Tag Archives: Treaty 8 Nations

The door to B.C.’s liquefied natural gas export sector is about to open. Here’s what you need to know

Editor’s note: In February 2013, the Christy Clark government proclaimed “LNG development is poised to trigger approximately $1 trillion in cumulative GDP within British Columbia over the next 30 years.” Eleven years later, the list of ‘proposed or under construction projects’ has shrunk from 20 to 7. The only local proposal, Discovery LNG in Campbell River, is no longer on the list. 

According to Natural Resources Canada, “LNG Canada, in Kitimat, BC, will be Canada’s first large-scale LNG export facility once complete, aiming for first exports by 2025. The majority of the other projects target beginning operations between 2027 and 2030.”

By Matt Simmons, The Narwhal, Local Journalism Initiative reporter

As Teresa Waddington proudly proclaimed LNG Canada is on track to wrap up construction in Kitimat, B.C., this year, the room full of hundreds of attendees at the BC Natural Resources Forum erupted in cheers.

“We are 90 per cent complete, bringing Canada’s first LNG export facility to life,” she said in mid-January, at the annual gathering of industry bigwigs and hopefuls, First Nations leaders, provincial and federal politicians and civil servants who had travelled from around the province to Prince George for the event.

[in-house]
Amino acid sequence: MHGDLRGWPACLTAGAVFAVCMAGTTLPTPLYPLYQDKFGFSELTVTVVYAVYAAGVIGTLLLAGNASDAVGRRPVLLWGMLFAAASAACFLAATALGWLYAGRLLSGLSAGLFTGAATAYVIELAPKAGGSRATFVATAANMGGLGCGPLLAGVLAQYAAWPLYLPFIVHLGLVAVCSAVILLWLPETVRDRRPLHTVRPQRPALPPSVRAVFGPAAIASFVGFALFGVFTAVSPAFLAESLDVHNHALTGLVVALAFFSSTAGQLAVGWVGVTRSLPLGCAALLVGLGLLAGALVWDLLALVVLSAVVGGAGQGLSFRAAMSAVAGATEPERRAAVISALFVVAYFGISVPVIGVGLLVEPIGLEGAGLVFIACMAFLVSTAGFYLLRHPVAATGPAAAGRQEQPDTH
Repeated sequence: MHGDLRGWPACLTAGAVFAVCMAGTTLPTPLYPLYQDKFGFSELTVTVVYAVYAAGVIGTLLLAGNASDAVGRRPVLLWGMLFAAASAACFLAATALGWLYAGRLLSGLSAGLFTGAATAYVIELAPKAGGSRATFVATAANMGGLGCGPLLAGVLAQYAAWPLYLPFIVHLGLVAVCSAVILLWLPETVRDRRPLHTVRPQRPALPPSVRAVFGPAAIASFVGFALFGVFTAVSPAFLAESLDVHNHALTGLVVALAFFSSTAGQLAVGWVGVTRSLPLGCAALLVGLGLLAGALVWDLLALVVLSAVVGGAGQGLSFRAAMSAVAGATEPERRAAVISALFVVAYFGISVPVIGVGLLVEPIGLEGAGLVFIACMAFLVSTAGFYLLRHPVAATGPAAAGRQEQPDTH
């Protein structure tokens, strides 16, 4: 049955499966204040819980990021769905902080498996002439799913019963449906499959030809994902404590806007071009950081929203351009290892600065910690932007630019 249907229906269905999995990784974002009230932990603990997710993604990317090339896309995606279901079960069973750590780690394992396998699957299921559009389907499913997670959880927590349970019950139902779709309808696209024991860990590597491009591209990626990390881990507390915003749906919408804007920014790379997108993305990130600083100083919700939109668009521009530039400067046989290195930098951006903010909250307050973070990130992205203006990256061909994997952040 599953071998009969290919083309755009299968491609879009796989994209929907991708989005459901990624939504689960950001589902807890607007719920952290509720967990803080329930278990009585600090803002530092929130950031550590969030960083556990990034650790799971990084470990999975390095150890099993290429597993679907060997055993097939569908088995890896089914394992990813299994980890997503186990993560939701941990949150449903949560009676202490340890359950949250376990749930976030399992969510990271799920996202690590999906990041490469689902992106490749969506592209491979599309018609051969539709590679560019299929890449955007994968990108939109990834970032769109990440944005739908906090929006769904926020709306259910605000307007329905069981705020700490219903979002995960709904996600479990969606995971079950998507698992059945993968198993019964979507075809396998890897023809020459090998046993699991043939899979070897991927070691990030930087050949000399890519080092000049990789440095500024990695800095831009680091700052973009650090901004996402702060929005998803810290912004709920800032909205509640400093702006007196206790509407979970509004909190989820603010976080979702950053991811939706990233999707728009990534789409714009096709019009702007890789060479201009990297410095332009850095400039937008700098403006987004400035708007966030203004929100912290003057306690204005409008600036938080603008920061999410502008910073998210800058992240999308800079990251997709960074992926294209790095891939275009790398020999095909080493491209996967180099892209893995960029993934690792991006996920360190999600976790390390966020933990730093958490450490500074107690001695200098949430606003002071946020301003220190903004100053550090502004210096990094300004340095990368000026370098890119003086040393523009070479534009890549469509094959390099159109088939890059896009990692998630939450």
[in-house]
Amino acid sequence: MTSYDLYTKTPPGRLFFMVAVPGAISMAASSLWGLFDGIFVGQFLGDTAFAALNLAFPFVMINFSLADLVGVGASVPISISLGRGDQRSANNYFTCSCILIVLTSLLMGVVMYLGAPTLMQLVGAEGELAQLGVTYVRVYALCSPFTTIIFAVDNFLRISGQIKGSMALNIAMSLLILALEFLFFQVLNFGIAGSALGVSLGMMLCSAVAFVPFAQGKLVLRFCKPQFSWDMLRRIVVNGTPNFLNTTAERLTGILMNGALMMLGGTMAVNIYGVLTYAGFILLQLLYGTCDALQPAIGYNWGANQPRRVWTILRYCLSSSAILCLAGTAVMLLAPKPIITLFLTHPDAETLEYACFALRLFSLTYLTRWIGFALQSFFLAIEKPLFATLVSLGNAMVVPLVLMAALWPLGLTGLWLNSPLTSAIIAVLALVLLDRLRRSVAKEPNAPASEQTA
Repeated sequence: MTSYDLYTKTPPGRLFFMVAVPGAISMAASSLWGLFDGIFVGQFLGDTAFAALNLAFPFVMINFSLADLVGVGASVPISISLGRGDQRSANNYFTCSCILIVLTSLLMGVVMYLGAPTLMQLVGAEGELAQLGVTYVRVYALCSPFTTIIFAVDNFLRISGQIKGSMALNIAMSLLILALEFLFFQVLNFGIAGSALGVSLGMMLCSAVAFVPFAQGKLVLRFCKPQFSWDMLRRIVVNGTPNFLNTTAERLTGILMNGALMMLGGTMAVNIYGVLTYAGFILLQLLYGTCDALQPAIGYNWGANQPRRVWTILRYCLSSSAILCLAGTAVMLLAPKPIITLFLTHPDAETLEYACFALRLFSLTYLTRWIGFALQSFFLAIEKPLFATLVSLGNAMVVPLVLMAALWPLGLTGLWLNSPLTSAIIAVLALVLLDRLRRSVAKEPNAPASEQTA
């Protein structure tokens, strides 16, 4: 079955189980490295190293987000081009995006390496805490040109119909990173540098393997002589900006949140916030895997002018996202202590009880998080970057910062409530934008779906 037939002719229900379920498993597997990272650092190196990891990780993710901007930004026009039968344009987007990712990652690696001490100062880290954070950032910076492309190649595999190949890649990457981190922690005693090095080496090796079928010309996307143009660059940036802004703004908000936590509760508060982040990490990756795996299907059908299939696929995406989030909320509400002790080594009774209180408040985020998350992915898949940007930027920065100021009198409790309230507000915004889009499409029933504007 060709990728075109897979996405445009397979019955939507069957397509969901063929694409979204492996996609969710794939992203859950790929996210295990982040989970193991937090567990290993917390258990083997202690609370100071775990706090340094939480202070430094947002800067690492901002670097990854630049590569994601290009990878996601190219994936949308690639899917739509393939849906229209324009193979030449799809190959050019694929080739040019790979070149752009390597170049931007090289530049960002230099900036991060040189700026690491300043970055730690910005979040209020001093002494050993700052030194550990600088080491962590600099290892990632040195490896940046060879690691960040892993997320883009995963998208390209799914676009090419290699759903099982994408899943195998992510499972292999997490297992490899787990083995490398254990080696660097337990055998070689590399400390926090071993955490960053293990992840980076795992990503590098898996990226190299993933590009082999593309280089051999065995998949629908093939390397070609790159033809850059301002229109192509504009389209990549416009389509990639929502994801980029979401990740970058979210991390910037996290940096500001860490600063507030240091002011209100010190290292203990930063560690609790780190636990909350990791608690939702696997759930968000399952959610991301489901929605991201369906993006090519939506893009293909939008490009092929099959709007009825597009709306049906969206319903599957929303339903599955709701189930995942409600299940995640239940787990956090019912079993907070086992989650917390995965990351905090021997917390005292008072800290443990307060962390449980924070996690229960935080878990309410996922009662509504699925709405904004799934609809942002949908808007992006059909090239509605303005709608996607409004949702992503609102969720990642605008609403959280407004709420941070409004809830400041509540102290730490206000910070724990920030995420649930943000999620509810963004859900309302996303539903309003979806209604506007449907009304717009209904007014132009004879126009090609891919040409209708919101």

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Behind The Documentary Fractured Land

The award-winning documentary “Fractured Land” follows the life of First Nations warrior and lawyer, Caleb Behn as he explores the impacts hydraulic fracturing is having on his community. It will soon be aired on the Knowledge Network. I had an opportunity to ask Campbell River filmmaker Damien Gillis, What’s behind the documentary Fractured Land?

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BC Hydro Seeks An Injunction for Site C

By Roy L Hales

BC Hydro seeks an injunction to prevent Peace River Residents “from obstructing or interfering with the construction of the Site C Clean Energy Project.”  In one of his three affidavits before the Supreme Court of British Columbia, Michael Savidant, Commercial Manager of the Site C Energy Project, claims that the cost of delaying this project will amount to approximately $420 million.

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The Protests Have Begun At Site C


There were around 50 local residents and First Nations members gathered in front of the Old Fort Road entrance to the Site C Dam project. They arrived at 10 a.m. on Saturday, carried signs saying things like “Site C sucks,” “No Consent for Site C,” “Stop Site C, Run Burrard Thermal” and “Shame.” In the photograph at the top of this page, you see them blocking the gravel road, but this was a peaceful assembly and they moved aside when a truck drove up. The protests have begun at Site C.

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Confrontations Over The Site C Dam


By Roy L Hales
Some of local residents dropped by last Wednesday, when they saw BC Hydro clearing out an area in their gravel pit at Fort St John. They were told, “We’re making a parking lot for the protesters.” This was repeated to Ken Boon, who promptly drove over to the site. He saw the enlarged parking lot and  fencing. The President of President of the Peace Valley Landowner Association (PVLA) was wearing a “Paddle for the Peace” hat, when he approached the security guards. Boon says they, “were pretty guarded in their answers.” This story is one of many illustrations of confrontations over The Site C Dam.

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